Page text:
Prepping for Grid Collapse with Iron-Nickel Batteries

By J. G. Martinez D.

Due to the actual collapse of the Venezuelan grid, I have put together this article, entirely from the survivalist/prepper point of view. I will discuss different types of batteries you can use if the grid goes down, including my favorite, iron-nickel batteries.

Here’s how batteries work

To understand how batteries work, I will start from the beginning. All kind of materials are constituted of atoms: an atom is formed by a nucleus with electrons orbiting around, at light speeds, and that makes a sort of a cloud, so fast that the atoms seem to be “solid”. Different materials have a different number of particles in their nucleus, and the shape, size, and orientation of their electronic “clouds” are different. The number of electrons forming this cloud is variable for each material as well. But the electrons can travel freely through the metallic materials, much better than in other materials, and their movement generates what we called electricity.

And we use this energy to light bulbs and lots of other useful activities.

In all kinds of batteries, the electrolyte is the media for the current to flow between the materials, internally. The specifications are very important for us: density, level, composition, all of this must be in the proper range so our battery works flawlessly.

There are metallic materials where this movement of the electrons is more efficient, indeed. Therefore, a variety of materials are used: nickel and iron, or lithium, phosphorus and lots of other different combinations. The objective is to provide the most efficient combination.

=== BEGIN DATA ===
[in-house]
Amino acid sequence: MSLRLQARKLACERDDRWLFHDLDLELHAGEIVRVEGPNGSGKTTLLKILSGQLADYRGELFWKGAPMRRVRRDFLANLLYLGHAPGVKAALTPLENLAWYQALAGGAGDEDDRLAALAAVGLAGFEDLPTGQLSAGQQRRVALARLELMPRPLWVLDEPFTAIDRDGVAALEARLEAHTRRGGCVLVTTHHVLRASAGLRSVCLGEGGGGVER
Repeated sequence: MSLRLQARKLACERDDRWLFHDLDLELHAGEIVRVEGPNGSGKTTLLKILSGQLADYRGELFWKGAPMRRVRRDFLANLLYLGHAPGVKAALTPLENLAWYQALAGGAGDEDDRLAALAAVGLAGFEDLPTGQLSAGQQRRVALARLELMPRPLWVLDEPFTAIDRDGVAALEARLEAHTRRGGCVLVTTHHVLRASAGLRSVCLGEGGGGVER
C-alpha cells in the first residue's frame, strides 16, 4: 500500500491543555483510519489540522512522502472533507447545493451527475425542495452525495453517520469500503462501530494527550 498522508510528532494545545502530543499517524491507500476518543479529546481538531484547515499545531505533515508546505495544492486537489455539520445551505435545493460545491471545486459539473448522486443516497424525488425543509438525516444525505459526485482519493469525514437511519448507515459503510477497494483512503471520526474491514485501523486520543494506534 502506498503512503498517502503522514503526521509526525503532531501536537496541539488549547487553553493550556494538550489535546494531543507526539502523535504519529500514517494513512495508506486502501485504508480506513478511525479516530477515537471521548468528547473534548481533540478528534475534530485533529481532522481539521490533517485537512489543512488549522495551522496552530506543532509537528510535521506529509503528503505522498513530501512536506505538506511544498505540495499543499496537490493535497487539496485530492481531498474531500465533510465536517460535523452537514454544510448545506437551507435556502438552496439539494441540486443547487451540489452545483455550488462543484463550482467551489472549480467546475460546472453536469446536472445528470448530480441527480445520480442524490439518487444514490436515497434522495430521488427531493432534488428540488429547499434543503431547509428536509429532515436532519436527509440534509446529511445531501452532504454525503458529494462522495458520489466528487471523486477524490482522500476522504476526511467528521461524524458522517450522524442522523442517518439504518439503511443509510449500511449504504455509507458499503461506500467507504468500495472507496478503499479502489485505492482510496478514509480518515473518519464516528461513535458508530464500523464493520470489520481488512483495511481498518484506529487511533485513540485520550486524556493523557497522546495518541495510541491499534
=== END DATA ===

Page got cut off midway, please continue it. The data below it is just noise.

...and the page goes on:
Here is where the merchandising comes into stage. Manufacturers love to use exotic materials for batteries. Obviously, they have done extensive research on materials, in order to produce to an industrial level, an optimized combination of power, durability, and reliability. Of course, many of us are not just willing to use sulfuric acid or some other similar chemical in our cellphones batteries.

The 101 of batteries, is, that whenever you make contact between two different metals, an electric current will be generated, as the electrons travel from the states, or orbits, of more energy to those of less energy; this is a natural phenomenon that usually does not require any energy activation except in some very special instances. Nature tries to balance the electronic charges in the mixture, in order to look for an equilibrium point. They will travel throughout any media that can conduct electric current; this can be liquid or gel. It is called electrolyte, in a battery. The good part is, that we use the energy of this search of such point to light bulbs and lots of other useful activities.

As the electrolyte is the media for the current to flow between the materials of the battery, the electron “donor” and the other one receiving the electrons, the specifications are very important for us: density, level, composition, all of this must be in the proper range so our battery works flawlessly.

There are metallic materials where this movement of the electrons is more efficient, indeed. Therefore, a variety of materials are used: nickel and iron, or lithium, phosphorus and lots of other different combinations. The objective is to provide the most efficient combination.

Nickel-iron batteries have special qualities.